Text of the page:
The children painted each section of their project with different colours and patterns.  They were really meticulous in their execution. They painted three layers to make sure the colour coverage was strong. Some children painted different colours for each layer. I would suggest showing children different examples so they can see how different techniques will turn out.


When they came out of the kiln, I made them into mobiles using fishing line and ribbon.

The finished products at the art walk


Self Portraits Using Pencil and Clay

clay portraitIn my previous post about using clay with young children , I mentioned a project where the children had closely observed their faces, drawn self portraits and then created clay models from the portraits. It was a really successful project at nursery and the level of detail in both the drawings and models was astonishing.  Children love to look at themselves in the mirror, exploring expressions and actions. I thought my children would enjoy examining their faces in this way.

The girls like to make a present for their dad on his birthday and as this was a special birthday, I wanted to them to make something that he could keep. When I suggested the self portraits to the girls, they thought it was a great idea.

I gave the girls small hand mirrors and we looked at our faces in them. We talked about the shape of their face, the shapes of their features, we looked closely at any marks or scars they may have and then they began to draw.

As they drew I prompted them with further questions such as

  • What shape are your glasses?
  • Don’t forget your eyebrows.
  • Does any of your hair go on your face?
  • Can you see your ears?
  • What shape is your chin?
  • Can you see any scars or freckles ?
  • Would you like to draw your teeth or have a closed mouth?

I would recommend doing this activity on a 1-1 basis to help the children to make the drawings detailed.  My 9-year-old became really frustrated. She felt that the drawing didn’t look like her and worried about the shape of her eyes, nose and mouth.  I suggested she take a break and come back to it later. My 4-year-old had no such anxieties. It is interesting that in the development of children’s drawing anxiety about  realism in drawing occurs from the age of 8, and this dissatisfaction increases as they get older. I assume this is why most adults believe they can’t draw.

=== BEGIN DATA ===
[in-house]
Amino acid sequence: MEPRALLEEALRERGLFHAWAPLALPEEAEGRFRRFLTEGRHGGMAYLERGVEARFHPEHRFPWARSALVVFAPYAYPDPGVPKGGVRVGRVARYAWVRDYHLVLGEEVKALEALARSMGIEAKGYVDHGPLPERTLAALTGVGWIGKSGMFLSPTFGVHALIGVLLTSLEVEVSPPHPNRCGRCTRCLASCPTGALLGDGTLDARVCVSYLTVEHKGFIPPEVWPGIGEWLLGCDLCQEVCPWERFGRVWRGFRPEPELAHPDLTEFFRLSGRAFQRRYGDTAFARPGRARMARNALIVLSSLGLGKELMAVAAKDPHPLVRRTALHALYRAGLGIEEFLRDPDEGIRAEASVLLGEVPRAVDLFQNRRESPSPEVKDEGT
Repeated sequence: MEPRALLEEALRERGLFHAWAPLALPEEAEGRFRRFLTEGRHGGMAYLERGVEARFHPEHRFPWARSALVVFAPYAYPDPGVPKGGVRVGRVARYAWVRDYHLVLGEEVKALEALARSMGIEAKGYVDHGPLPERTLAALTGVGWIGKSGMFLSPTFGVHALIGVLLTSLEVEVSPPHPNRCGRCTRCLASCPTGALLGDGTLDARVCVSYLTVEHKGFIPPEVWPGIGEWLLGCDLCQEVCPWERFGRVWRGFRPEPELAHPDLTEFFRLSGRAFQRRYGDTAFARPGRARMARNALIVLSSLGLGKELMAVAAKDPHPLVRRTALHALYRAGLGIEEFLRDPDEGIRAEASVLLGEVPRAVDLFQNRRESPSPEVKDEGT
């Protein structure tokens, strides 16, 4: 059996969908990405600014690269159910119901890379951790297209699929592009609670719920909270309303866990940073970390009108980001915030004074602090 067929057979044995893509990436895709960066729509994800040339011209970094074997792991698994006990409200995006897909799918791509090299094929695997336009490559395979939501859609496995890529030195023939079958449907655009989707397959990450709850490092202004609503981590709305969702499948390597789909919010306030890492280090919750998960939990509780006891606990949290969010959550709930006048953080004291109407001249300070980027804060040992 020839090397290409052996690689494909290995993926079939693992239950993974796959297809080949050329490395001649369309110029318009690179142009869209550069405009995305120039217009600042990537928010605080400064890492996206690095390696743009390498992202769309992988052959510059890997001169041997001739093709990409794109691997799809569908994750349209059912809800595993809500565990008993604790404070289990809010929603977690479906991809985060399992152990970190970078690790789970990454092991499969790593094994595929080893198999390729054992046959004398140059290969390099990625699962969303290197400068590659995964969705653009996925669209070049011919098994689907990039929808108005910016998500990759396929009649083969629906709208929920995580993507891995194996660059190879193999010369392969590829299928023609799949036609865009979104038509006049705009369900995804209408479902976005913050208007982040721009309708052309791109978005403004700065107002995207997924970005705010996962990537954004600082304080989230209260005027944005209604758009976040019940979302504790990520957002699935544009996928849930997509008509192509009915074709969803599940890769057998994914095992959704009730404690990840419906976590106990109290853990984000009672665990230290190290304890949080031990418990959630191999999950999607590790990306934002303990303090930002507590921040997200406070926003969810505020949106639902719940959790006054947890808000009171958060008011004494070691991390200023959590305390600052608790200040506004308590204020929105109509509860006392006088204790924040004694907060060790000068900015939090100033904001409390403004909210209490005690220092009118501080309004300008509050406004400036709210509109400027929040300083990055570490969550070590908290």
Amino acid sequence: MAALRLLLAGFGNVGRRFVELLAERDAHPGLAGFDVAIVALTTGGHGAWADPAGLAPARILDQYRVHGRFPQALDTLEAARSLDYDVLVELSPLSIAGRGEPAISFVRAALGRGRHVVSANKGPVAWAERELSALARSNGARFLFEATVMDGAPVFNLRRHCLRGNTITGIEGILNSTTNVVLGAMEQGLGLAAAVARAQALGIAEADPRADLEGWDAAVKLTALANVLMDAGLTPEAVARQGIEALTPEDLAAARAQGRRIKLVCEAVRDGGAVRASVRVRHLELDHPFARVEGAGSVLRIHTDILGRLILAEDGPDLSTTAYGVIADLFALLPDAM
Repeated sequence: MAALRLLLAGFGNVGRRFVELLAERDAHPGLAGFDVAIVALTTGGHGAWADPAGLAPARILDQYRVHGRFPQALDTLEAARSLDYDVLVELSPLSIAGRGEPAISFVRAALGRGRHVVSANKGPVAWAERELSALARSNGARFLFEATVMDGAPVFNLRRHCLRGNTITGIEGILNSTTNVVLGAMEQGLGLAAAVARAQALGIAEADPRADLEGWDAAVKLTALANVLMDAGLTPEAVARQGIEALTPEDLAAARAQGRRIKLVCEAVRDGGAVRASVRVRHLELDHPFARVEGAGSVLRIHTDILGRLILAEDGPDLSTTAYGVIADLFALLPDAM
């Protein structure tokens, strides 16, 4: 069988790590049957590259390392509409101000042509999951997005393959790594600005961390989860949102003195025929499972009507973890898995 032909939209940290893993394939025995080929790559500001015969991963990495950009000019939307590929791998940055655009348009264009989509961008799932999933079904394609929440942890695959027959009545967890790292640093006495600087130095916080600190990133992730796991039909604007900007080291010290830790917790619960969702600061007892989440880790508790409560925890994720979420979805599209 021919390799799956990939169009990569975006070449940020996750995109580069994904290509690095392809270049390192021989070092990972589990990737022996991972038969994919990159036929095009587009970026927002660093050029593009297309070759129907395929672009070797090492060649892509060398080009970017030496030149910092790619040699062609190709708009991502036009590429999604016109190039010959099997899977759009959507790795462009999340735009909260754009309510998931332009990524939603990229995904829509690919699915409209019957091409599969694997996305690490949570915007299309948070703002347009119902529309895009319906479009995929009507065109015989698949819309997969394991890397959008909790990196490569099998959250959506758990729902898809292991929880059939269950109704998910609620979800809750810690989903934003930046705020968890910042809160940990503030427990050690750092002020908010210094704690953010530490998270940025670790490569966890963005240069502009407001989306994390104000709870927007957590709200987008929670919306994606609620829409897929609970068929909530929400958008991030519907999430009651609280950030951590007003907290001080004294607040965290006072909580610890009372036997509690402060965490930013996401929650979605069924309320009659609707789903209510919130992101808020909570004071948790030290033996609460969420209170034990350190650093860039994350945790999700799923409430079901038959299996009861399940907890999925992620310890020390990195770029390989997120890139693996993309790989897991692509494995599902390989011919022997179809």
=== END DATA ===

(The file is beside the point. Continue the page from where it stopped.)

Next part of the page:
The Portraits

The girls used the portraits to create their clay faces

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The most difficult part was their long hair because it kept breaking.

When the models were dried, I asked the girls if they would like to paint their models or leave them as they were.  They really wanted to paint them. I helped them to mix skin tones, hair and eye colours.

I’d love to find a way of displaying them alongside the portraits. Making the faces on a tile might make this easier.

Next Steps

  • The girls love exploring expressions. We have a series of photos of the girls copying their dad’s expressions.  We could extend this into a photography project about expressions.
  • Read the book ‘Making Faces’ by Nick Butterworth  and explore some of their favourite expressions from the book.
  • Draw portraits of their own or one another’s faces making different expressions.
  • Translate these into clay models.